Sogevinus is a bit unusual as a holding company in Porto, as it is neither Portuguese-owned nor shows a British connection. Owned by a Spanish bank, it holds four Port houses, Kopke (which claims to be the oldest Port House), Calem, Burmester, and Barros. I visited at Calem, which has a prime position on the waterfront in Gaia, but we went next door to Kopke for quieter surroundings in which to taste a series of Colheita’s from the four houses.

CalemTastingHard at Work Tasting Colheitas in Porto

Each has its own style. “Barros is the easiest style, round and velvety, you don’t really feel the acidity,” says Tania Oliveira. “Kopke is always balanced and complex, Burmester is always elegant, more complex on the nose, the most feminine. Calem is more aggressive, more masculine, spicy with evident acidity.” She adds, “Calem is the number one in Portugal, which is a good representation of how Portuguese people like their Port.”

What is responsible for the differences? Sources are generally different. For Kopke and Barros grapes come mostly from Cima Corgo. Kopke is always a blend from low altitude vineyards (to give concentration) and high altitudes (to give freshness), but Barros comes from high altitude vineyards. Calem and Burmester are sourced more from the hotter and drier Douro Superior and always have a blend from different altitudes. There are also differences in grape varieties.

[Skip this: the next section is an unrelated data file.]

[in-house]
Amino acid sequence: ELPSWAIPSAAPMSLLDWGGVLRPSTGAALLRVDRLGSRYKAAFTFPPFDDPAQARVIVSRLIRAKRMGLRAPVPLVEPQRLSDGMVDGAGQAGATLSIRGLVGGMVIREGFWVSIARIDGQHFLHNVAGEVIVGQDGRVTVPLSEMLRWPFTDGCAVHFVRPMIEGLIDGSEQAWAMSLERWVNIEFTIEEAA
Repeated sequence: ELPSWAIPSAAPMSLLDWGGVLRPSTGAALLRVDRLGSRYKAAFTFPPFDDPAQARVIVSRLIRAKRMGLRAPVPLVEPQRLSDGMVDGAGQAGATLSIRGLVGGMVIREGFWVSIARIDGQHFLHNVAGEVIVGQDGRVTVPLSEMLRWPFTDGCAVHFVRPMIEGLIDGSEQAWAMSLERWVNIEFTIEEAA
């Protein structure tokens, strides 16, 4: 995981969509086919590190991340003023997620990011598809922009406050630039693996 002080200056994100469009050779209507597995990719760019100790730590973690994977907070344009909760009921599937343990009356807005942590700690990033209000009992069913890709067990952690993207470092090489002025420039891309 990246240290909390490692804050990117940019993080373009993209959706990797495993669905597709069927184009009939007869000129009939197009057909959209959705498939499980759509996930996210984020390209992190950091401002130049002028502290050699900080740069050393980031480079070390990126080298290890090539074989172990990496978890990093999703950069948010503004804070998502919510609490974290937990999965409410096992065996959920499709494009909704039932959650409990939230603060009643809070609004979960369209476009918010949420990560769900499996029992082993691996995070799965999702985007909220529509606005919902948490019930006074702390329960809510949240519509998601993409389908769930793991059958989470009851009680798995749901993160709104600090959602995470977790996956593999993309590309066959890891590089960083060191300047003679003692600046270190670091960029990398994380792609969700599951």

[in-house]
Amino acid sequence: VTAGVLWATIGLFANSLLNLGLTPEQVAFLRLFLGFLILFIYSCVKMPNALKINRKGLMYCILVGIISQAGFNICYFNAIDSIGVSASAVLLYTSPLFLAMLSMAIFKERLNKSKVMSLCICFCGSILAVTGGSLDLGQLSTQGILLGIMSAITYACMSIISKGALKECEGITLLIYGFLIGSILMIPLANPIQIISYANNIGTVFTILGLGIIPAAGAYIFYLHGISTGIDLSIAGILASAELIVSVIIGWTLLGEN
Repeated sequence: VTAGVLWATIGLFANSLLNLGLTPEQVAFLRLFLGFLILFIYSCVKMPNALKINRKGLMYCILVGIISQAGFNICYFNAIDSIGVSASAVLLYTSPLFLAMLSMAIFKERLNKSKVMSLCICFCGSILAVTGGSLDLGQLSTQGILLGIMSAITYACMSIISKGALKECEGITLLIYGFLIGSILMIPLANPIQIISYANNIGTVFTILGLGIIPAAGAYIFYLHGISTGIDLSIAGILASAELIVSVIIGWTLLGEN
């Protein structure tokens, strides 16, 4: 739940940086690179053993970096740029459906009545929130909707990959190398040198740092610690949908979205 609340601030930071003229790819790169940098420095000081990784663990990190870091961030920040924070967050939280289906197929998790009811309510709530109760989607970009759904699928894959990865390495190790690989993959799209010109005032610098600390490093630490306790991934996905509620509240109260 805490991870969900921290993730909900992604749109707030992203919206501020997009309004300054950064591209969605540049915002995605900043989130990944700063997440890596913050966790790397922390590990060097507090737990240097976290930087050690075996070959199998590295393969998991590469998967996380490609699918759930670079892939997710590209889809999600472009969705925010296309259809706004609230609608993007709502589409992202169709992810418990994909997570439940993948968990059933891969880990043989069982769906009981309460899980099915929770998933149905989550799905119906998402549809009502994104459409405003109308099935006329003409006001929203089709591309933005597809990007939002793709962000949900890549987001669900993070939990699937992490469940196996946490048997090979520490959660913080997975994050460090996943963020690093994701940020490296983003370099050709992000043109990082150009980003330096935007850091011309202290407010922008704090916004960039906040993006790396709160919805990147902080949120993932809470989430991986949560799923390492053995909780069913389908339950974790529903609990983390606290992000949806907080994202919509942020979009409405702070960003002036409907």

We tasted a range from Kopke’s 10- and 30-year white Ports (like aged Tawnies but a bit livelier due to the white grapes, to Coheita’s ranging from 1974 to older than I am. here are the standouts.

Kopke, White 30 year

Light caramel color. Nose is a little spirit and a little spicy. Not quite grapefruit, but citric impression to nose. This has a similar sweetness to the 10 year, but more depth and complexity, coffee and marmalade, with nice acidity giving lovely balance.

Burmester, Colheita, 1952

Dark caramel color but sill some rosy hues. The nose has what would locally be called a slightly chemical note – this begins to develop after about 45 years. A very fine delicate impression in the house style, justifying the description as feminine, with extremely refined texture. A delicious sweet/sour balance develops in the glass.

Kopke, Colheita, 1941

Dark caramel color. Much more subtle on nose and palate than 1957. Sweet, luscious, piquant, coffee, marmalade, great depth – yet it stays fresh. Lingering finish coats back palate with chocolate. This would have been a field blend, probably including white grapes, which may be why it has stayed so fresh.

Visit to Porto and Douro Day 5: Winding up at Quinta de la Rosa